IFRS 11 - Joint arrangements

Publication date: 13 Nov 2018

Resources (This includes links to the latest standards, drafts, PwC interpretations, tools and practice aids for this topic.)


Latest developments

In December 2017 the IASB issued the Annual Improvements to IFRS Standards 2015 – 2017 Cycle. The amendments include clarifications of the accounting for previously held interests when an entity obtains joint control of a business that is a joint operation.  These amendments are effective to transactions in obtaining joint control on or after to the beginning of annual reporting periods beginning on or after 1 January 2019, with earlier application permitted.

In October 2017 the IASB issued amendments to IFRS 9 and IAS 28. The amendments to IAS 28 clarify the accounting for long-term interests in an associate or joint venture to which the equity method is not applied. An example is published by the IASB to illustrate how companies apply the requirements of IFRS 9 and IAS 28 to long-term interests in an associate or joint venture. The amendments are effective from 1 January 2019, with earlier application permitted.

Overview

A joint arrangement is a contractual arrangement where at least two parties agree to share control over the activities of the arrangement. Unanimous consent towards decisions about relevant activities between the parties sharing control is a requirement in order to meet the definition of joint control.

Joint arrangements can be joint operations or joint ventures. The classification is principle-based and depends on the parties’ rights and obligations in relation to the arrangement.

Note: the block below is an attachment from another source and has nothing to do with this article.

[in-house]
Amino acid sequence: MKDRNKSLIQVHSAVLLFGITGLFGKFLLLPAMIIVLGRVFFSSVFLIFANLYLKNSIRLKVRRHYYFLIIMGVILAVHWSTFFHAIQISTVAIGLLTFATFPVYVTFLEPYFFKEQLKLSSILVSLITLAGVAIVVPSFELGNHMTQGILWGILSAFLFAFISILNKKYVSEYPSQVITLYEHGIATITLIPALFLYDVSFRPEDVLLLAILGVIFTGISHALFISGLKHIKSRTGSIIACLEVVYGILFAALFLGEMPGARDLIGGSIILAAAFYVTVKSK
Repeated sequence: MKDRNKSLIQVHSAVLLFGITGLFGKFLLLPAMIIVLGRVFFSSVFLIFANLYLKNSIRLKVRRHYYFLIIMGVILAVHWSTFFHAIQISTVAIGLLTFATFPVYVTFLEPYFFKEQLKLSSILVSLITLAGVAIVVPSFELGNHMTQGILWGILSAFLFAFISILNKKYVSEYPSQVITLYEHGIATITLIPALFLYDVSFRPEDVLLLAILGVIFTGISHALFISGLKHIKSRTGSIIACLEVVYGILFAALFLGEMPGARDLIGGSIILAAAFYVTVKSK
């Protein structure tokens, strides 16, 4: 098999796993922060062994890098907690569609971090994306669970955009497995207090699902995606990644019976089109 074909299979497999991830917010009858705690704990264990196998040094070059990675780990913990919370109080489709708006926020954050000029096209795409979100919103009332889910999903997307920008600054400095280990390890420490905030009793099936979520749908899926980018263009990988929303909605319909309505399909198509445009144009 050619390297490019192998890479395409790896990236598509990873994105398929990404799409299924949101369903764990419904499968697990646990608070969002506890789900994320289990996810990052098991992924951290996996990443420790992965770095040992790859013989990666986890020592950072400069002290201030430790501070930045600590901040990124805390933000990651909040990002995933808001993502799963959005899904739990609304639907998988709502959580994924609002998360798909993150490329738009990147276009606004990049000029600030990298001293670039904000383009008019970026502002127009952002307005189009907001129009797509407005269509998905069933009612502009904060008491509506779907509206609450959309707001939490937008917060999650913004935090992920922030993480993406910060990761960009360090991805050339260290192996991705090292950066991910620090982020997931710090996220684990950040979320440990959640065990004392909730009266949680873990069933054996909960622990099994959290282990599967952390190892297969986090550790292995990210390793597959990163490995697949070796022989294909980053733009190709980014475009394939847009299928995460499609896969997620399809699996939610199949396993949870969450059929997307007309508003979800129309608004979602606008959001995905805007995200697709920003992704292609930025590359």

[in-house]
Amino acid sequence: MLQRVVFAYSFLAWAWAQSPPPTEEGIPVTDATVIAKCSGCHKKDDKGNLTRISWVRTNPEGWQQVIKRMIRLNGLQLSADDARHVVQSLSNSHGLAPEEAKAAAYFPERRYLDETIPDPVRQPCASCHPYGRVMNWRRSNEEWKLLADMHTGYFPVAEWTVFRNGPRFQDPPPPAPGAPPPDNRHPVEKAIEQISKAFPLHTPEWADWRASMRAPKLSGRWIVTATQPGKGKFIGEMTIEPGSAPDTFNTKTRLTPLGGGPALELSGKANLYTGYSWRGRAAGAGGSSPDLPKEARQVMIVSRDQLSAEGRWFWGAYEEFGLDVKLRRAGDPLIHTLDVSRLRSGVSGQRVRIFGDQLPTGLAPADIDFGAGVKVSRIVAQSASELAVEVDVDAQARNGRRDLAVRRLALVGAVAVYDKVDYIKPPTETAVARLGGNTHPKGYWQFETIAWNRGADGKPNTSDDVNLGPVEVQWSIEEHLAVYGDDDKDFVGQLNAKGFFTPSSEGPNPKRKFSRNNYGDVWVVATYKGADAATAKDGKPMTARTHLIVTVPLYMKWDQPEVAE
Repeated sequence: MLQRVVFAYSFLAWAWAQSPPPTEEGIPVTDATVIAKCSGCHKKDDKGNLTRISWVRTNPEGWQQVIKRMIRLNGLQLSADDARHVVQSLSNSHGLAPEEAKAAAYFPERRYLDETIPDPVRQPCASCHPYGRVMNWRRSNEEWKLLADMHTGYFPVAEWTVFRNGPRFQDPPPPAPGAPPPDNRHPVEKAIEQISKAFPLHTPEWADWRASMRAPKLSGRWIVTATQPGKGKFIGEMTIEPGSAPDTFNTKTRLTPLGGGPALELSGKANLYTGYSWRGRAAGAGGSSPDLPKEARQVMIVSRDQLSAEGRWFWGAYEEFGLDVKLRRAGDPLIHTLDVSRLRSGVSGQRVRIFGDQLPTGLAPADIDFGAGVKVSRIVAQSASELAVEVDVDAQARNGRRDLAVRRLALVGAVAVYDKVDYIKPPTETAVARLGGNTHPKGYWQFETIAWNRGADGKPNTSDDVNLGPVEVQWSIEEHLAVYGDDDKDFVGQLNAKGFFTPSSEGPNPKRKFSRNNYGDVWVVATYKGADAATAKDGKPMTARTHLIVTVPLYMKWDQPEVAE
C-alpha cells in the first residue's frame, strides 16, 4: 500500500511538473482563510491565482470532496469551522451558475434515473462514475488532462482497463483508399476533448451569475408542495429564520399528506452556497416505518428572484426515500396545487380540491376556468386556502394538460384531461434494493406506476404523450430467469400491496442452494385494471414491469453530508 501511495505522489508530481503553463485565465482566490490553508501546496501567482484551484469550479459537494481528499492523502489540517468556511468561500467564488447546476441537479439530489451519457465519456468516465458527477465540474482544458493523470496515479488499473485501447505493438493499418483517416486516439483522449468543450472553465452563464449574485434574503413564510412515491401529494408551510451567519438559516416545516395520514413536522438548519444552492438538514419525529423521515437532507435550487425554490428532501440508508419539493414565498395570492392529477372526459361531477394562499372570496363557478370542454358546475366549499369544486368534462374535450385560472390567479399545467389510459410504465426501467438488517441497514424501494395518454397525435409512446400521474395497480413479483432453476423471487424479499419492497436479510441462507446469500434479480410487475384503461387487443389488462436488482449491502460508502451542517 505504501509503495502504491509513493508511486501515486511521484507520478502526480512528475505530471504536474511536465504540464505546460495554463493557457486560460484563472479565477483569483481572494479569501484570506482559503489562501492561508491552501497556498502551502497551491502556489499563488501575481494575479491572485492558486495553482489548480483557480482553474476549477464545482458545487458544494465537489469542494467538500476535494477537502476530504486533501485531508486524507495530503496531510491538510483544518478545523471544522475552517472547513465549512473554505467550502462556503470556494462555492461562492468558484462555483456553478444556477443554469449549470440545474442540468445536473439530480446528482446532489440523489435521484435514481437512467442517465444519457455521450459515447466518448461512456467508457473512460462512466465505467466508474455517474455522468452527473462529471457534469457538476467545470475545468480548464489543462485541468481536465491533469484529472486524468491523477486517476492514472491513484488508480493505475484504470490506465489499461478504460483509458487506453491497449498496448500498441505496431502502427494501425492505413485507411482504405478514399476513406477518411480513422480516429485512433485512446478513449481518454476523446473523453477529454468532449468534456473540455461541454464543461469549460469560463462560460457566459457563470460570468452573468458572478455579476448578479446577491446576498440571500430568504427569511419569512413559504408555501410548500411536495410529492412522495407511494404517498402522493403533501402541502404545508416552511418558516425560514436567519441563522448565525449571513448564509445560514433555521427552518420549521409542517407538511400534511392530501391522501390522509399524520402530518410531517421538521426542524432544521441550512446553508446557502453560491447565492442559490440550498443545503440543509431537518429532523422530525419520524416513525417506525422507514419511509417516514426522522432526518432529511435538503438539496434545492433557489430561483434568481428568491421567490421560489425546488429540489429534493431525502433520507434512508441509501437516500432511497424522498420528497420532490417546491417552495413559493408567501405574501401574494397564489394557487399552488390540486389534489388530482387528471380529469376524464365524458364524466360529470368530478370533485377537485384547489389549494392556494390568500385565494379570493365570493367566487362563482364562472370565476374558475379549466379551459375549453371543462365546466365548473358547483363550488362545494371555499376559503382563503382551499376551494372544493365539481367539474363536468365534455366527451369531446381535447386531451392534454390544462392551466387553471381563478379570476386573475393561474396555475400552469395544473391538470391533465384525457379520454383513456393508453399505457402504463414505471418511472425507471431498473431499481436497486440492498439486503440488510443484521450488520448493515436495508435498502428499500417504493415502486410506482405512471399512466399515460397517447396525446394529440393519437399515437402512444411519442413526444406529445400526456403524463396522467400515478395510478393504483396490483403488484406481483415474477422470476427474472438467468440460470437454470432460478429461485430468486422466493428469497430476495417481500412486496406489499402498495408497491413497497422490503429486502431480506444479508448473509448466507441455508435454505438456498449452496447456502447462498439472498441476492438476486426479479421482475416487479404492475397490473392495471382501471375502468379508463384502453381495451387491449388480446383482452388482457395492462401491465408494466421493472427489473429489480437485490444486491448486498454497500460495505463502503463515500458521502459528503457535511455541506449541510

When the parties’ exposure to the arrangement only extends to the net assets of the arrangement, the arrangement is a joint venture.

Joint operators have rights to assets and obligations for liabilities. Joint operations are often not structured through separate vehicles.

When a joint arrangement is included in a separate vehicle, it can be either a joint operation or a joint venture. In such cases, further analysis is required on the legal form of the separate vehicle, the terms and conditions included in the contractual agreement and sometimes, other facts and circumstances. This is because in practice, the latter two can override the principles derived from the legal form of the separate vehicle.

Joint operators account for their rights to assets and obligations for liabilities. Joint ventures account for their interest by using the equity method of accounting (see IAS 28 Topic home page).

 
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